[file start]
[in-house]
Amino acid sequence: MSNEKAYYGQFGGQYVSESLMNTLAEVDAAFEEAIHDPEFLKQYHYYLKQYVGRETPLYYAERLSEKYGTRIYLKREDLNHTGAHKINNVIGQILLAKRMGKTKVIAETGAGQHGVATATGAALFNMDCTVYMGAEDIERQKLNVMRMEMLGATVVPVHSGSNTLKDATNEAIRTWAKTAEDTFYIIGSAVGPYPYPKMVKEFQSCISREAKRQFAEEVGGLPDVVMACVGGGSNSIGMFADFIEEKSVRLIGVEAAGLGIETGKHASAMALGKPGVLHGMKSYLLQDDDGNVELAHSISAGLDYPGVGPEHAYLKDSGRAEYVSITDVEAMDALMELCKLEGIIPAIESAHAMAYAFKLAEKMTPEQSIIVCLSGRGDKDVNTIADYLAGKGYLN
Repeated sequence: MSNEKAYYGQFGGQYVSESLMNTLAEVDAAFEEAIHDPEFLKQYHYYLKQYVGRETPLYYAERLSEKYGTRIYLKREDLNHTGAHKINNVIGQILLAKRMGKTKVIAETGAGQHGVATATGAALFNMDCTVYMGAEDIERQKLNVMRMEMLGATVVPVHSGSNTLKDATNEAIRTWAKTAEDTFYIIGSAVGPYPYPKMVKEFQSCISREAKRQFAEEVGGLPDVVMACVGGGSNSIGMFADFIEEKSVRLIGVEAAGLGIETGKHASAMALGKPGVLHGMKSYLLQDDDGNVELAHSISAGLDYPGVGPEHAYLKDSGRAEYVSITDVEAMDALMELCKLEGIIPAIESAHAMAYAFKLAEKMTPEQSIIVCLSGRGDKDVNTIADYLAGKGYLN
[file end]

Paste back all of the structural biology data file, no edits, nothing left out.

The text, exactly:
[in-house]
Amino acid sequence: MSNEKAYYGQFGGQYVSESLMNTLAEVDAAFEEAIHDPEFLKQYHYYLKQYVGRETPLYYAERLSEKYGTRIYLKREDLNHTGAHKINNVIGQILLAKRMGKTKVIAETGAGQHGVATATGAALFNMDCTVYMGAEDIERQKLNVMRMEMLGATVVPVHSGSNTLKDATNEAIRTWAKTAEDTFYIIGSAVGPYPYPKMVKEFQSCISREAKRQFAEEVGGLPDVVMACVGGGSNSIGMFADFIEEKSVRLIGVEAAGLGIETGKHASAMALGKPGVLHGMKSYLLQDDDGNVELAHSISAGLDYPGVGPEHAYLKDSGRAEYVSITDVEAMDALMELCKLEGIIPAIESAHAMAYAFKLAEKMTPEQSIIVCLSGRGDKDVNTIADYLAGKGYLN
Repeated sequence: MSNEKAYYGQFGGQYVSESLMNTLAEVDAAFEEAIHDPEFLKQYHYYLKQYVGRETPLYYAERLSEKYGTRIYLKREDLNHTGAHKINNVIGQILLAKRMGKTKVIAETGAGQHGVATATGAALFNMDCTVYMGAEDIERQKLNVMRMEMLGATVVPVHSGSNTLKDATNEAIRTWAKTAEDTFYIIGSAVGPYPYPKMVKEFQSCISREAKRQFAEEVGGLPDVVMACVGGGSNSIGMFADFIEEKSVRLIGVEAAGLGIETGKHASAMALGKPGVLHGMKSYLLQDDDGNVELAHSISAGLDYPGVGPEHAYLKDSGRAEYVSITDVEAMDALMELCKLEGIIPAIESAHAMAYAFKLAEKMTPEQSIIVCLSGRGDKDVNTIADYLAGKGYLN